Another fence-sitter was Washington-based Fed Governor Elizabeth Duke, a plain-spoken Virginia banker nominated to the Fed board by President George W. Bush in 2007.

Fed officials described the Fed chairman’s phone calls as low-pressure conversations. Mr. Bernanke sometimes dialed up colleagues while in his office on weekends, catching them off guard when their phones identified his private number as unknown. He gave updates on the latest staff forecasts, colleagues said. He asked their thoughts and what they could comfortably support, they said.

The calls helped Mr. Bernanke gauge how far he could push his committee. It also won him trust among some of his fiercest opponents, officials said. Nearly all of Mr. Bernanke’s colleagues described him as a good listener.

“Even if you disagree with him on the programs, you know your voice has been heard,” said Mr. Fisher, one of his opponents. “There is no effort to bully.”

Negotiations stepped up in the week before the meeting. Fed staff circulated language for policy options. Officials debated how different approaches would be described in the policy statement, which would be released after the meeting.

Officials at Fed policy meetings typically consider three options: one representing activists who want to use monetary policy aggressively; another supporting officials seeking conservative use; and a middle-ground option that typically prevails.

The premeeting documents this time listed four options, including an aggressive approach favored by activists, and no bond buying, favored by hawks. Among two middle-ground proposals was a compromise that Ms. Duke originated.

.  .  .

At the meeting the following week, the Fed adopted the compromise that Ms. Duke helped spur. The Fed would continue Operation Twist through December but add an open-ended mortgage-bond buying program.

Activists got what they most wanted: An open-ended commitment to buy mortgage bonds until the job market improved, with the strong possibility of additional Treasury purchases later. Fence-sitters got a promise to review the plan before deciding to proceed with a bigger program in 2013. Mr. Lockhart said the chance to reassess the program based on inflation and the performance of the job market helped win him over.

With an agreement on bond buying largely in place, Fed officials at the September meeting left unanswered this question: When could they leave growth of the U.S. economy on its own? Mr. Kocherlakota and Mr. Evans failed to get agreement for inflation and unemployment thresholds to determine when to raise short-term rates, according to people familiar with the talks.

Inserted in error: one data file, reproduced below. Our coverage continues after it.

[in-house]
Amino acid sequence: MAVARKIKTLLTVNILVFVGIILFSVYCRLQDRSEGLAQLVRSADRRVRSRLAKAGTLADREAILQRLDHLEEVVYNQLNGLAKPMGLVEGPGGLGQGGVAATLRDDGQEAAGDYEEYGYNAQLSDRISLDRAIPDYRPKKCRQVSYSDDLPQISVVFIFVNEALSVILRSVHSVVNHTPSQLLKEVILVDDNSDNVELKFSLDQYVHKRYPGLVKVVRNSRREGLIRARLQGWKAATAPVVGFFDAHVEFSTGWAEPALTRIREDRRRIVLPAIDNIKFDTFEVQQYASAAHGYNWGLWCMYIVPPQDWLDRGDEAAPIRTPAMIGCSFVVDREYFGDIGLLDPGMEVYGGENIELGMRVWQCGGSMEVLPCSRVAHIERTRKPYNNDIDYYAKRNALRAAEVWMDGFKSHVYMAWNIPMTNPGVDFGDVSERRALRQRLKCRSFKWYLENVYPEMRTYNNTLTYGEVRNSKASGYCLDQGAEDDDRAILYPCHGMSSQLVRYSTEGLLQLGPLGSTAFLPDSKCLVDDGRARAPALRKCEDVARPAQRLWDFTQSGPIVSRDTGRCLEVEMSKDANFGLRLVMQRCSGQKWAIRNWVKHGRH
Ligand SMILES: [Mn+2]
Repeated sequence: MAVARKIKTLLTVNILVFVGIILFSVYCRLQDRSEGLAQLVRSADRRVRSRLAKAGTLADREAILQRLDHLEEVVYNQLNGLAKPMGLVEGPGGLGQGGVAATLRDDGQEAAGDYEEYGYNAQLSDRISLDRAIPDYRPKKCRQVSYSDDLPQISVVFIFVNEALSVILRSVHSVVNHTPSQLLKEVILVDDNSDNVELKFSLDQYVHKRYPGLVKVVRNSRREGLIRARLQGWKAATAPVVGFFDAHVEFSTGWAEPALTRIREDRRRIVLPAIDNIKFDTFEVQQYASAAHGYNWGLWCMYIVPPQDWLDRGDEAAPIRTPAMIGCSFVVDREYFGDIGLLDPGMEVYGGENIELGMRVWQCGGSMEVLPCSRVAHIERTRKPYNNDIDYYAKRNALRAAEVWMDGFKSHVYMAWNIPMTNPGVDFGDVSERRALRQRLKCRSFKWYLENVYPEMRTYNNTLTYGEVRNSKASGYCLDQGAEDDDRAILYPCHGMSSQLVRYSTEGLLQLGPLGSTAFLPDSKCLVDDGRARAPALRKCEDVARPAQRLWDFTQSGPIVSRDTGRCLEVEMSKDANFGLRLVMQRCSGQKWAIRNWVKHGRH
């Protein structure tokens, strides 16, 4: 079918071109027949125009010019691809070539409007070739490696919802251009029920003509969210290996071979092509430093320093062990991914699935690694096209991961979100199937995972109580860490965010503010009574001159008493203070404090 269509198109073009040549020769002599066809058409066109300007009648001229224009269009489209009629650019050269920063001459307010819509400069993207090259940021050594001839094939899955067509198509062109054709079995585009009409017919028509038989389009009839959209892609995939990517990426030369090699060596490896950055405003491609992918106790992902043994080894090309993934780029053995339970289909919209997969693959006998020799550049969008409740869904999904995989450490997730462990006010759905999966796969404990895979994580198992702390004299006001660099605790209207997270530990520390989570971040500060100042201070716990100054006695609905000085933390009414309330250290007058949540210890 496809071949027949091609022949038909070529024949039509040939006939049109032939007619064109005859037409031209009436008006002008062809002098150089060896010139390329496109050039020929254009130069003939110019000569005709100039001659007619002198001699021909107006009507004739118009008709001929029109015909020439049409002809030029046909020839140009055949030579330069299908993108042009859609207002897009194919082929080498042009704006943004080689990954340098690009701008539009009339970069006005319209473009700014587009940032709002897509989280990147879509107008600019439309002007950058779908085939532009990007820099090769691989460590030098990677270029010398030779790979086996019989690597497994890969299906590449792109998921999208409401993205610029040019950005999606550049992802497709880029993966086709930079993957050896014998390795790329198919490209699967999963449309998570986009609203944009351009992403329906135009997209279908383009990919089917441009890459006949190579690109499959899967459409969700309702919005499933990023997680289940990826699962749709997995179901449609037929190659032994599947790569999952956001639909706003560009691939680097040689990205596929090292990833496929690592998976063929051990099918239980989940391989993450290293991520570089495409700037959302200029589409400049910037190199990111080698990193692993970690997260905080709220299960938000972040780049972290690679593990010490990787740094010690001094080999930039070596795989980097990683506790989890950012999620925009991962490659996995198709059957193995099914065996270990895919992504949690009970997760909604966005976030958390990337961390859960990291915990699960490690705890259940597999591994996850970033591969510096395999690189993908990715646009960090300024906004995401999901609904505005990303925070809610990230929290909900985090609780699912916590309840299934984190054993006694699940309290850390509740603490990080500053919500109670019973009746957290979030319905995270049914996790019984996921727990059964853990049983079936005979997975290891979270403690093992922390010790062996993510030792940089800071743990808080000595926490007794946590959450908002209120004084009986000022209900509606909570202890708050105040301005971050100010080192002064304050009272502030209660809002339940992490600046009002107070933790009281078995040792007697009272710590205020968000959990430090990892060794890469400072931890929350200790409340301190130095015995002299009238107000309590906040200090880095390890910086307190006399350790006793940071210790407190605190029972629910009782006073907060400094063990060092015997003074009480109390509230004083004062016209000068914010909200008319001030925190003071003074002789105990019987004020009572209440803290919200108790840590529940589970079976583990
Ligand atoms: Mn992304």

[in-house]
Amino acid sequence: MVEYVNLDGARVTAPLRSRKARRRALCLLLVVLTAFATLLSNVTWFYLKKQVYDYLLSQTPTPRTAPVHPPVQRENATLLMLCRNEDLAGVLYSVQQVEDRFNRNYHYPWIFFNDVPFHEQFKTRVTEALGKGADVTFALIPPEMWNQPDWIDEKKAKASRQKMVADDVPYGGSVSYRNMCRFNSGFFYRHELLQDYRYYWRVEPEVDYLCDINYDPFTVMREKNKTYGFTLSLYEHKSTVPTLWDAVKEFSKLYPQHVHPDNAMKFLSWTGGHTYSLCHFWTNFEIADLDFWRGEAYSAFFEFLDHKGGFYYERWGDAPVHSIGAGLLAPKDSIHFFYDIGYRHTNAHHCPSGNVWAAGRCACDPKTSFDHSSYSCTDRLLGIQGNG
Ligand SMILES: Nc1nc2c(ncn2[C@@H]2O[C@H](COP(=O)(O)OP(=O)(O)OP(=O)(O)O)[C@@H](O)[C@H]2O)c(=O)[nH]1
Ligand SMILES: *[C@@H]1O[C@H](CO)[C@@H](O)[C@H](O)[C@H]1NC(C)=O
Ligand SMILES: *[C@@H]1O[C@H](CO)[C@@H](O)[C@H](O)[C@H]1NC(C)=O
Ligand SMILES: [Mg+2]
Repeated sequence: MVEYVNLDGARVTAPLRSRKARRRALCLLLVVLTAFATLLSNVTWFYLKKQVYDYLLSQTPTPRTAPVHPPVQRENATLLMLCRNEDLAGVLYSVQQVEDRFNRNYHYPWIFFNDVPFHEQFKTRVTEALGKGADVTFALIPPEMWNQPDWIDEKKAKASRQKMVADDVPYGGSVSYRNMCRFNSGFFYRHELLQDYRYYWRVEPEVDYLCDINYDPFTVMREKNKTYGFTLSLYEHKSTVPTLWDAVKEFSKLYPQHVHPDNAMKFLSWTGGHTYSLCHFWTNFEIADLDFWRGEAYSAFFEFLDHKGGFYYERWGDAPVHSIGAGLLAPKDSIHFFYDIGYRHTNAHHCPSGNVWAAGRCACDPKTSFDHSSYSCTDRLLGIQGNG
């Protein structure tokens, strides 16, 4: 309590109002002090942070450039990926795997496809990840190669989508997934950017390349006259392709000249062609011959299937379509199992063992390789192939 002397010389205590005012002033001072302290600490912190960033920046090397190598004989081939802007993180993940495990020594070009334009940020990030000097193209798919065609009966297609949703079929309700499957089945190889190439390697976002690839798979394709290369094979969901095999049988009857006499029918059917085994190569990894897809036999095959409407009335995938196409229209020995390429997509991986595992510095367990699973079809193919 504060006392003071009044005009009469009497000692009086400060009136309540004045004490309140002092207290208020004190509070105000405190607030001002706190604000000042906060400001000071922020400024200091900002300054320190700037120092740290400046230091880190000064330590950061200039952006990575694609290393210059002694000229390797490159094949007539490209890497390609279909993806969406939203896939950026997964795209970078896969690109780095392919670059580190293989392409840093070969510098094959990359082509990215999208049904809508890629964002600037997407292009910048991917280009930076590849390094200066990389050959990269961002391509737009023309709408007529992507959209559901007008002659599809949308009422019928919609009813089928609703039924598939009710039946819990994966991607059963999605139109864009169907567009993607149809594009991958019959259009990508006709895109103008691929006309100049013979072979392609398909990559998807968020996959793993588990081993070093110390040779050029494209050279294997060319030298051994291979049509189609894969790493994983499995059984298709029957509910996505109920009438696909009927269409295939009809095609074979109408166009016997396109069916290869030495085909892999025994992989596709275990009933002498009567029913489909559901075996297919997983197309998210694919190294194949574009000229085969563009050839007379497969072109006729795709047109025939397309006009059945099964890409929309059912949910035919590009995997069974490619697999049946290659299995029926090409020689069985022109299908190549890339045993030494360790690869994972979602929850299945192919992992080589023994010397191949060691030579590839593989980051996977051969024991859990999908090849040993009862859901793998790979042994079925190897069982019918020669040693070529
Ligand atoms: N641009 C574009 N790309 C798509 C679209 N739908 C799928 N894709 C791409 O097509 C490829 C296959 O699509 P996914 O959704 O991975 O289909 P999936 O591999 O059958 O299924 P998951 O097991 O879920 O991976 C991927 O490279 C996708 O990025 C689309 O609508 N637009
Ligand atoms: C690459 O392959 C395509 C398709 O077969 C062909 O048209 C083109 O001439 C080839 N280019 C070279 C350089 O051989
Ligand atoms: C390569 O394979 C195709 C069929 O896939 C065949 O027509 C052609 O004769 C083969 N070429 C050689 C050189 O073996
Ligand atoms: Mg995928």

That’s exactly how a leader should manage a committee.

No one can say Bernanke is not well-intentioned, even if they wish he’d moved a bit faster.  Does anyone know how the timing of bringing in the management consultant (Robinson) compares to Larry Ball’s paper on Bernanke’s quiet personality?


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14 Responses to “All hail Ben Bernanke”

  1. Gravatar of marcus nunes marcus nunes
    1. October 2012 at 06:37

    Scott
    Ball´s NBER paper was published in February this year. According to reports, Bernanke met with Mr Robinson 4 times between May and July this year.
    But apparently they had 2 meetings in 2011.
    Maybe he had an advance copy of Ball´s paper, or maybe Ball talked to him about it…

  2. Gravatar of D.Gibson D.Gibson
    1. October 2012 at 08:02

    Bernanke’s movement is great, but is the action really significant? $40B/month is a tiny amount of money. That will take >4 years to make up for the $1T+ we lost in M4. I don’t think that $40B/month is enough to keep up with economic growth. Does that $40B/month translate into a bigger effect on the money supply? Have the votes changed, but the policy been kept ineffectively small?

  3. Gravatar of Bob Murphy Bob Murphy
    1. October 2012 at 08:28

    Scott Sumner wrote:

    No one can say Bernanke is not well-intentioned, even if they wish he’d moved a bit faster.

    You’re not my dad! You can’t tell me what to say!

  4. Gravatar of Saturos Saturos
    1. October 2012 at 08:59

    Scott, what do you think of this (fantastic) Noah Smith post? http://noahpinionblog.blogspot.com.au/2012/09/engineering-vs-science-in-macroeconomics.html

    Where does MM fit in? (In all the fuss about the EconoTrolls, everyone missed this much more valuable previous post.) And please try to engage with his thinking, instead of making vague comments about pragmatism.

  5. Gravatar of Saturos Saturos
    1. October 2012 at 09:31

    I mean, the money illusion post was a great step forward in terms of this argument: http://noahpinionblog.blogspot.com.au/2012/03/why-bother-with-microfoundations.html